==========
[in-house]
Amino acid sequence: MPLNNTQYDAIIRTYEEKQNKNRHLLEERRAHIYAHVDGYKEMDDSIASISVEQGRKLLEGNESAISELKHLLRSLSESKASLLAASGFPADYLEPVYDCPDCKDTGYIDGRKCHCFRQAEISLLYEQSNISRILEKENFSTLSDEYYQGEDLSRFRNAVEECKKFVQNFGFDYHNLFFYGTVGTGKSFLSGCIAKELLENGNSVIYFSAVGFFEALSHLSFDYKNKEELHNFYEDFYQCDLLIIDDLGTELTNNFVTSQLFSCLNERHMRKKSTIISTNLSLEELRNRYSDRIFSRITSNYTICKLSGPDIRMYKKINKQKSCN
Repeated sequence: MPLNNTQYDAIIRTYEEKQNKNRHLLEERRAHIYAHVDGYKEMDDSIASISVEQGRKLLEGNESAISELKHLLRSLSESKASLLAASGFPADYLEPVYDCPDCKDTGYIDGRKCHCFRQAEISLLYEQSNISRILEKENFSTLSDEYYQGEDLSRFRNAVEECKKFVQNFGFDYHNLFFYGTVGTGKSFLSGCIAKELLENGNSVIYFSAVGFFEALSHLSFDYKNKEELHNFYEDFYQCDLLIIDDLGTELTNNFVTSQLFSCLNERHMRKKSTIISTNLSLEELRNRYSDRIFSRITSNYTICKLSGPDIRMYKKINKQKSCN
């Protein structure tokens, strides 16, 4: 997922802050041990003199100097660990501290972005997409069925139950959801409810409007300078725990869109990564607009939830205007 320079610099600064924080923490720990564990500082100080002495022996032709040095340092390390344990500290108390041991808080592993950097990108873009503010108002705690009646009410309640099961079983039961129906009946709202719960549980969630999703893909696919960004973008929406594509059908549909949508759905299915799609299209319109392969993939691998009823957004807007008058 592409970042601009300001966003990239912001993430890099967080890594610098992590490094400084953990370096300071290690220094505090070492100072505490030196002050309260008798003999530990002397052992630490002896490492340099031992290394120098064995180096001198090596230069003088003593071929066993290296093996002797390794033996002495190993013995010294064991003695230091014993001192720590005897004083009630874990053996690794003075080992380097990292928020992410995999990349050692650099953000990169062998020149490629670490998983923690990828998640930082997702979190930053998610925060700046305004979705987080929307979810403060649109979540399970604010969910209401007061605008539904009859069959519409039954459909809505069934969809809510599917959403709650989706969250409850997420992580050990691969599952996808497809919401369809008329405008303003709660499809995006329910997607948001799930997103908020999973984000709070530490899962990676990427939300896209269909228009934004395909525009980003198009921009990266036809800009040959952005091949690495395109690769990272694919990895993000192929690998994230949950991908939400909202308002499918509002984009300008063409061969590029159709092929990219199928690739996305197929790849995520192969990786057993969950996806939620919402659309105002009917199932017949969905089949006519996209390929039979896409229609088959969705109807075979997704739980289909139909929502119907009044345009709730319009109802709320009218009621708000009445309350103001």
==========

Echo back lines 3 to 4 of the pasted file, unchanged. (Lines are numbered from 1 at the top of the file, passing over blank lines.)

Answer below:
Repeated sequence: MPLNNTQYDAIIRTYEEKQNKNRHLLEERRAHIYAHVDGYKEMDDSIASISVEQGRKLLEGNESAISELKHLLRSLSESKASLLAASGFPADYLEPVYDCPDCKDTGYIDGRKCHCFRQAEISLLYEQSNISRILEKENFSTLSDEYYQGEDLSRFRNAVEECKKFVQNFGFDYHNLFFYGTVGTGKSFLSGCIAKELLENGNSVIYFSAVGFFEALSHLSFDYKNKEELHNFYEDFYQCDLLIIDDLGTELTNNFVTSQLFSCLNERHMRKKSTIISTNLSLEELRNRYSDRIFSRITSNYTICKLSGPDIRMYKKINKQKSCN
């Protein structure tokens, strides 16, 4: 997922802050041990003199100097660990501290972005997409069925139950959801409810409007300078725990869109990564607009939830205007 320079610099600064924080923490720990564990500082100080002495022996032709040095340092390390344990500290108390041991808080592993950097990108873009503010108002705690009646009410309640099961079983039961129906009946709202719960549980969630999703893909696919960004973008929406594509059908549909949508759905299915799609299209319109392969993939691998009823957004807007008058 592409970042601009300001966003990239912001993430890099967080890594610098992590490094400084953990370096300071290690220094505090070492100072505490030196002050309260008798003999530990002397052992630490002896490492340099031992290394120098064995180096001198090596230069003088003593071929066993290296093996002797390794033996002495190993013995010294064991003695230091014993001192720590005897004083009630874990053996690794003075080992380097990292928020992410995999990349050692650099953000990169062998020149490629670490998983923690990828998640930082997702979190930053998610925060700046305004979705987080929307979810403060649109979540399970604010969910209401007061605008539904009859069959519409039954459909809505069934969809809510599917959403709650989706969250409850997420992580050990691969599952996808497809919401369809008329405008303003709660499809995006329910997607948001799930997103908020999973984000709070530490899962990676990427939300896209269909228009934004395909525009980003198009921009990266036809800009040959952005091949690495395109690769990272694919990895993000192929690998994230949950991908939400909202308002499918509002984009300008063409061969590029159709092929990219199928690739996305197929790849995520192969990786057993969950996806939620919402659309105002009917199932017949969905089949006519996209390929039979896409229609088959969705109807075979997704739980289909139909929502119907009044345009709730319009109802709320009218009621708000009445309350103001």